Thursday, December 26, 2013

089 The Navajo Mining Railway - Completing the Risers

I've put away the depot to dry thoroughly, so let's go back to the benchwork

Keeping your project on a moveable tray really makes it easy to move between different projects.  I keep about three or four projects going most of the time which allows for one to be drying or waiting on parts while I work on another.  It also keeps me from working on the same thing for many days straight, which I don't like to do.

Instead of using risers here, I'm going to insert 1x1 boards and attach them to the framework below.  This eliminates the problem of trying to attach the risers where the supporting braces are located.  My special thanks to Jim for pointing out the obvious!  Its funny how you can miss something so simple when trying to build, photograph and blog at the same time.  Keep your comments coming!

To keep dust down in the shop I often use a manual saw.  I'm allergic to the wood dust, so this makes my nose not run.

Using a 1" x 1" hemlock trim board, I cut it to length and glue it with Carpenter's glue to both the frame and the roadbed, then secure it with drywall screws in a countersunk hole.  Very strong joint!

I cut another riser board and do the same, checking the grade to make sure it is smooth.

After double checking the height and strength, we pronounce it good!

Using my fingernail I run it across the tops of the screws.  This one did not get tightened enough and is sticking out above the roadbed.  This could cause problems for the track, so I'll screw it down a bit more.

There!  The risers are in place at both ends of the loops.

Next, we need to check the riser on the outer loop.  We need it to be 4.5" higher than the framework.  I reset it and tighten the clamp.

This riser is set too high when I stand back and look at it.  Apparently my measurements were wrong, so I'll remeasure and reset it as well.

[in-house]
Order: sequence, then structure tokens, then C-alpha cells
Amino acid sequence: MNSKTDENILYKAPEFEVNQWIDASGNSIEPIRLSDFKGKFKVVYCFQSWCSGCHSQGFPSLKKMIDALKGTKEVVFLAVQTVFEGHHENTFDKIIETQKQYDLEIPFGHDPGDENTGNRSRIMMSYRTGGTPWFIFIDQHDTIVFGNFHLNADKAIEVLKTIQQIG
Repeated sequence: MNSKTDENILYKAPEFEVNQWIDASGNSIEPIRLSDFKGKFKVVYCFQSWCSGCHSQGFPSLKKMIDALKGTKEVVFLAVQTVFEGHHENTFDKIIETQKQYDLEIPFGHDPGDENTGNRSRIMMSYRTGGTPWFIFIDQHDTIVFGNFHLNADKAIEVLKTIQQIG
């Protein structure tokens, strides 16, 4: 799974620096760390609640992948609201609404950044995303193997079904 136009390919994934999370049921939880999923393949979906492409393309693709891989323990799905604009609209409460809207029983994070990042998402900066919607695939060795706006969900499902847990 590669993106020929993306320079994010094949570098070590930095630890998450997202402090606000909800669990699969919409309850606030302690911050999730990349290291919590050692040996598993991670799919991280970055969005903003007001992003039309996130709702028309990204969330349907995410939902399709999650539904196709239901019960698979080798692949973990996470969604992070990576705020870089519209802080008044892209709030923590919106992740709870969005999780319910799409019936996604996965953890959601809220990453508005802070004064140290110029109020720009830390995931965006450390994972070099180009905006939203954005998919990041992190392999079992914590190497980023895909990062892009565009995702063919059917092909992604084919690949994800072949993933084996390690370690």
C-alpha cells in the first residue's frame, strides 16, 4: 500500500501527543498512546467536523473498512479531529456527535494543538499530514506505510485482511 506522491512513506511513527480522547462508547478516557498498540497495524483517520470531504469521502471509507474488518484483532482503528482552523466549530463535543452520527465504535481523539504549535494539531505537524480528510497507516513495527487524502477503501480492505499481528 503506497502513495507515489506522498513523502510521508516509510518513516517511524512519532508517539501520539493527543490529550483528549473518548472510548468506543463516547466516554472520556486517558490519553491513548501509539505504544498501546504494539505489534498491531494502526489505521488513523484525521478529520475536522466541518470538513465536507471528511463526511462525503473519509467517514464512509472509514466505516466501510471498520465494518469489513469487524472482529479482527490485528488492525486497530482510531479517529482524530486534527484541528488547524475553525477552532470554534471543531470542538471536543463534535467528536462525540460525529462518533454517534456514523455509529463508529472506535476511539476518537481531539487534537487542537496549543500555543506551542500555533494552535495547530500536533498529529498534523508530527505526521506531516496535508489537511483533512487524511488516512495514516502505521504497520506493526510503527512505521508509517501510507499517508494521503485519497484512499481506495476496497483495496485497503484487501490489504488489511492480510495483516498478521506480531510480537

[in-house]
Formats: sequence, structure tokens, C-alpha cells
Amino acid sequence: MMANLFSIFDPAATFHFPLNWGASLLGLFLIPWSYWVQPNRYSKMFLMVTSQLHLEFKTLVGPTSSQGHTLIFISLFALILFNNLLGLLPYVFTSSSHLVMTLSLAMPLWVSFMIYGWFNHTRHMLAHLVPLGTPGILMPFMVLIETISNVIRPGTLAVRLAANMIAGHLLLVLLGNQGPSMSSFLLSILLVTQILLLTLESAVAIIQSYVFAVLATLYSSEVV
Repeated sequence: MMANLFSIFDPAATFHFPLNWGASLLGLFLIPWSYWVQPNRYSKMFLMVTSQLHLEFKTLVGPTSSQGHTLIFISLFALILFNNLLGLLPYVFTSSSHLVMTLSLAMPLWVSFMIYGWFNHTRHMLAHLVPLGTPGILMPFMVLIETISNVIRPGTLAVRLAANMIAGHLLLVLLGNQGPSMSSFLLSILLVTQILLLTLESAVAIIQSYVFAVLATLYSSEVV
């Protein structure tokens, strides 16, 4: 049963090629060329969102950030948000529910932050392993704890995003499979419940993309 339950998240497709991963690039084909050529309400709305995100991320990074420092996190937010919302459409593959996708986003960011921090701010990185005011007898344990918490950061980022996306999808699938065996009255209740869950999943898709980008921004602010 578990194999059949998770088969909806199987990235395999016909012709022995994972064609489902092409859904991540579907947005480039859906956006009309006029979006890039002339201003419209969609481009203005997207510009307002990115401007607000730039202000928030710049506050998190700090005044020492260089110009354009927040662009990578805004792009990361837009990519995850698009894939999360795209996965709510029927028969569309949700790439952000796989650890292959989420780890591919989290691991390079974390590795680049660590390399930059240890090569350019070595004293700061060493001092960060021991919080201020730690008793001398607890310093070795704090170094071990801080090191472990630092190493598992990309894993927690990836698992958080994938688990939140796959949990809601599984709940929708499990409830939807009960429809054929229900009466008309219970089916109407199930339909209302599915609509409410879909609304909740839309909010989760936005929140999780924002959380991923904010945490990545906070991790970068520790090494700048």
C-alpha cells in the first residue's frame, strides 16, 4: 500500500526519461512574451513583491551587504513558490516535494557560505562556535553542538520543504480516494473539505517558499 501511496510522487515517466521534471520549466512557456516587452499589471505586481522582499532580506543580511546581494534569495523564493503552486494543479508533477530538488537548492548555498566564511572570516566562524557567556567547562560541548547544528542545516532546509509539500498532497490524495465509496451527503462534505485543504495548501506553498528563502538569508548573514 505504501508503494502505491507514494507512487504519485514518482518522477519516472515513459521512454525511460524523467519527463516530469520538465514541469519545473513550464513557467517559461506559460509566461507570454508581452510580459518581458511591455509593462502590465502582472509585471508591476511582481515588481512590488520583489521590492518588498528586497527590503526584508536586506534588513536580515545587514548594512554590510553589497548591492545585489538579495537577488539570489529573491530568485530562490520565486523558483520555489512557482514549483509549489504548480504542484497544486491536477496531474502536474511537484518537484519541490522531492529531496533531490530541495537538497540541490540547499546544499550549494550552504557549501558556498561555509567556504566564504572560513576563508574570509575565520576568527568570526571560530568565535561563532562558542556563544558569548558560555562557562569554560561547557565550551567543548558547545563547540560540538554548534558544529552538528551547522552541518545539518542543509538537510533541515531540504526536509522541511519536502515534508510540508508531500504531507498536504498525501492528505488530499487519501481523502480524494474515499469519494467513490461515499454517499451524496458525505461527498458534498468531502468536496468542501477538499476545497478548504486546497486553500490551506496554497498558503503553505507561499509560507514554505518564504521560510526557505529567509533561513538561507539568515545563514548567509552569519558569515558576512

Setting risers is a bit of science and a bit of art.  Often I've set them precisely with measuring tools, but the natural bend of the wood didn't make a smooth grade.  Tweaking is required.

Again, I pull out the riser that I made and just put in a less intrusive 1" x 1" board, glued and screwed.  This gives me a completely flat area where the crossover goes.

Ok, now we can work on that big outer loop.

Here I had set the risers to the correct measurement per my plans.  The riser on the back right is noticeably lower than the roadbed, which is a big springy-er than I expected.  No matter, we'll pull it down and fasten it.

I'm using 1 5/8" drywall screws to mount the roadbed to the risers.

I carefully adjust the riser on the right hand side to the proper level.

Risers conduct sound.  To keep the noise level down I put a blob of caulk between the roadbed and riser, and don't quite screw the roadbed down all the way.  This minimizes the noise and allows the roadbed to settle in its natural position, which is usually banked.

Next, I secured the far end of the loop to the proper height.

The middle riser is a comprise of lifting the riser and lowering the roadbed.  While this looks like a steep ramp in the photo, it is within the parameters of the layout.

There!  Progress is coming along nicely!

Getting a little cluttered again, so we'll clean it up tonight.

A pink ball has found its way into the layout room, and I hear giggles.  Must be time to put the kids to bed.  Stay tuned, as we are going to get that airbrush booth working soon.


1.  Don't fight the roadbed.  Work with its natural shape to make a nice rise.
2.  The best plans don't always work out with risers.  Use your "eye" to check for a smooth lift.
3.  You don't have to always use a riser.  Sometimes a simple block of wood will do.

No comments:

Post a Comment

Thanks for your comment!